ShoreOrtho Sports Performance
& Injury Prevention Tips
A monthly series presented by:
Damon A. Greene, MD
Board Certified Orthopaedic Surgeon
Shore Orthopaedic University Associates
Winter injuries are very common, and every year thousands of people suffer from winter injuries. So let’s discuss ways we can help prevent these injuries.
Simple walking can become a dangerous activity during winter weather. Hidden ice patches, precipitation, snowbanks can lead to slips stumbles and falls. Some tips to prevent these injuries include
- Wear footwear with non-slip soles.
- Walk slowly, slide your feet, and avoid turning sharply when on ice, puddles, or other slippery surfaces. Hold onto railings when using outdoor stairways. If encountering these slippery surfaces use your arms to balance yourself.
- Wipe your feet when entering a building so that your wet soles won’t cause you to slip.
- If you do slip or start to fall, bend your knees and elbows and using your legs and arms to absorb the fall.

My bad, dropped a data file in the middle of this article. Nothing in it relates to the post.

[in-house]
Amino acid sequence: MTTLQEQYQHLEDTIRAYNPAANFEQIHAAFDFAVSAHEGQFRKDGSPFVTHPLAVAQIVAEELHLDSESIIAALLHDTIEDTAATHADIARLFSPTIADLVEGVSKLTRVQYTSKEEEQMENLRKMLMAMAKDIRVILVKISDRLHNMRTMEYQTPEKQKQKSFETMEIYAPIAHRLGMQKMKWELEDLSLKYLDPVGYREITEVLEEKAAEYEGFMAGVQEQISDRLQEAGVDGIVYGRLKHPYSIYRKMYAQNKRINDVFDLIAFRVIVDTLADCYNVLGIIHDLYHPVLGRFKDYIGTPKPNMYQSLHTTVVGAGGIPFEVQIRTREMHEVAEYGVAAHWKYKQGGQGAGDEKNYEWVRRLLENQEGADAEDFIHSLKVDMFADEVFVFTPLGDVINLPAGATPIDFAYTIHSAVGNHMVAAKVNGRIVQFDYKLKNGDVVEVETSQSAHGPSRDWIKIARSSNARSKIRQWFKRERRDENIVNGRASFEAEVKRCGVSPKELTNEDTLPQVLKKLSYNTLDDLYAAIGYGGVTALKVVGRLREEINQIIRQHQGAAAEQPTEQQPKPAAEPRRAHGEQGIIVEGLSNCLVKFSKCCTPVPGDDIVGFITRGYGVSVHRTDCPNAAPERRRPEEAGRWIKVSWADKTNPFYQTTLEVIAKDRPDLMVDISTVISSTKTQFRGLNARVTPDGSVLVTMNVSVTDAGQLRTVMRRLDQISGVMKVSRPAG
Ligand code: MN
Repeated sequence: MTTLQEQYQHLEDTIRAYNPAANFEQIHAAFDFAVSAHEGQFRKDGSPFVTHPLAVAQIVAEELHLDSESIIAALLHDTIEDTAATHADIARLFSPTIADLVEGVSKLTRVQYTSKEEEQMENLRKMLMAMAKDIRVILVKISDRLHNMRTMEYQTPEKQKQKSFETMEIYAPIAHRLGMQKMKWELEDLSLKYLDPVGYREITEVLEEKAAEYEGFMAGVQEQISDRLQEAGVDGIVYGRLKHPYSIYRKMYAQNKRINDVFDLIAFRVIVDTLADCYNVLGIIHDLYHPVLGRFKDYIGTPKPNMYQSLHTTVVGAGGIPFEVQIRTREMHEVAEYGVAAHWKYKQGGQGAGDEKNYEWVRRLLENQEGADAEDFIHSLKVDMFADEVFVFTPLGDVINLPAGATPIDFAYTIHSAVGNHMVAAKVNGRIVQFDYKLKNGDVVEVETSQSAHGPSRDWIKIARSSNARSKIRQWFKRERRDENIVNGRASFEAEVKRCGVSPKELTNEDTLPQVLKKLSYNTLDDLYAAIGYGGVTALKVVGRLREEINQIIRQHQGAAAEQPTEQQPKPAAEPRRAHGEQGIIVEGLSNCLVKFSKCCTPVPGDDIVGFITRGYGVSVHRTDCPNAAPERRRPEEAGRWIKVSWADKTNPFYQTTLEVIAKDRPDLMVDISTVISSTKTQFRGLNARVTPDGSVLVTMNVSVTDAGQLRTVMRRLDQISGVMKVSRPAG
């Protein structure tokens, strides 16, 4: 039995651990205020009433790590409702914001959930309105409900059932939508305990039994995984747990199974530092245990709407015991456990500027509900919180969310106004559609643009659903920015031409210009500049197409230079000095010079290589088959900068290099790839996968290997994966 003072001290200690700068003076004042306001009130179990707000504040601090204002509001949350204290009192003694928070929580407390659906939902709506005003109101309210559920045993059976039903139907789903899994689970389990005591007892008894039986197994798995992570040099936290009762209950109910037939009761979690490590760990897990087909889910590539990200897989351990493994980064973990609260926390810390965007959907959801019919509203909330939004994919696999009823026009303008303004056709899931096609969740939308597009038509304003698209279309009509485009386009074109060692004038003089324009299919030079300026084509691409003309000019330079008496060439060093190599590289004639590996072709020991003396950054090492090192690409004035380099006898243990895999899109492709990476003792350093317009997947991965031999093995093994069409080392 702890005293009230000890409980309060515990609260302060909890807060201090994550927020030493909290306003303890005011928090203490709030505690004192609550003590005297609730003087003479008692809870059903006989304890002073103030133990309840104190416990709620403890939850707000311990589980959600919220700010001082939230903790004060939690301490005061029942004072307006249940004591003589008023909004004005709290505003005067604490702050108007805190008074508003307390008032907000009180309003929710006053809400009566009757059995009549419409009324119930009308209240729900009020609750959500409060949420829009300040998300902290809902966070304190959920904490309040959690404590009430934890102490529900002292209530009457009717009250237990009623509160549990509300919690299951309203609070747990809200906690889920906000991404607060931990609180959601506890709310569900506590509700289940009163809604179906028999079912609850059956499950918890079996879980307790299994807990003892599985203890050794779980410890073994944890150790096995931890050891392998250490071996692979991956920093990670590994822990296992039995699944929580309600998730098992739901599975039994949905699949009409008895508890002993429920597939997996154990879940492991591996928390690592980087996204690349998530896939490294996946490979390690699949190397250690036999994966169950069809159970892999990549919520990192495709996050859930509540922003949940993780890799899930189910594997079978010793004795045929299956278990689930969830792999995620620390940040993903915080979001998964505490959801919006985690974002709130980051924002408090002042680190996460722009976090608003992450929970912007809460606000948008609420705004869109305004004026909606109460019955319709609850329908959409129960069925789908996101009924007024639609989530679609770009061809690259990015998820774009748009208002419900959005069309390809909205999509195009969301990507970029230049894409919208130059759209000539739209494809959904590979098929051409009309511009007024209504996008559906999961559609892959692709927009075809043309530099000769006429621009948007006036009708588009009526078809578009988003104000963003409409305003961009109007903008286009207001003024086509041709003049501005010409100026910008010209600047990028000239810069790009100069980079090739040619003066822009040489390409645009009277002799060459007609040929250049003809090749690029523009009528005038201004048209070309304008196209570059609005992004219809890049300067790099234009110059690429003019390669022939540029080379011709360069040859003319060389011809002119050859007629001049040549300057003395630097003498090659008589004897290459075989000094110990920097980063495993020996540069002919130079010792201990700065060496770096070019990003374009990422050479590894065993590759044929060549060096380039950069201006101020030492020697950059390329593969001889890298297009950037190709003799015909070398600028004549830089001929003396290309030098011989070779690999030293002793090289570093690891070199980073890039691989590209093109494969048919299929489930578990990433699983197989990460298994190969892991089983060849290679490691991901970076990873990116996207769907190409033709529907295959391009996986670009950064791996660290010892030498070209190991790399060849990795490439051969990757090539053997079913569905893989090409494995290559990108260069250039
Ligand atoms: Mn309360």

Shoveling is a strenuous activity. One can overexert themselves and end up with exhaustion or even heart strain. However, the most common issues are muscular related with strains to low back shoulders. To reduce your risk, you should:
- Pace yourself and take frequent breaks.
- Listen to your body and stop immediately if you become short of breath, start sweating heavily, or experience chest pains.
- Proper lifting technique. Try to push the snow instead of lifting it. If you cannot push the snow and have to lift it, squat with your legs apart, knees bent, and back straight. Lift with your legs. Do not bend at the waist. Scoop small amounts of snow into the shovel and walk to where you want to dump it.
- Safe technique. Do not throw the snow over your shoulder or to the side. This requires a twisting motion that stresses your back. Likewise holding a shovelful of snow with your arms outstretched puts too much weight on your spine.
Dr. Greene is a Sports Medicine Fellowship-Trained, Board Certified Orthopaedic Surgeon.
He specializes in; acute and chronic ligament, tendon, or cartilage injuries to all major joints; primarily shoulders, elbows, knees and hips. He treats fractures surgically when necessary, but performs casting, bracing, and other non-operative treatments such as specialized injection therapies.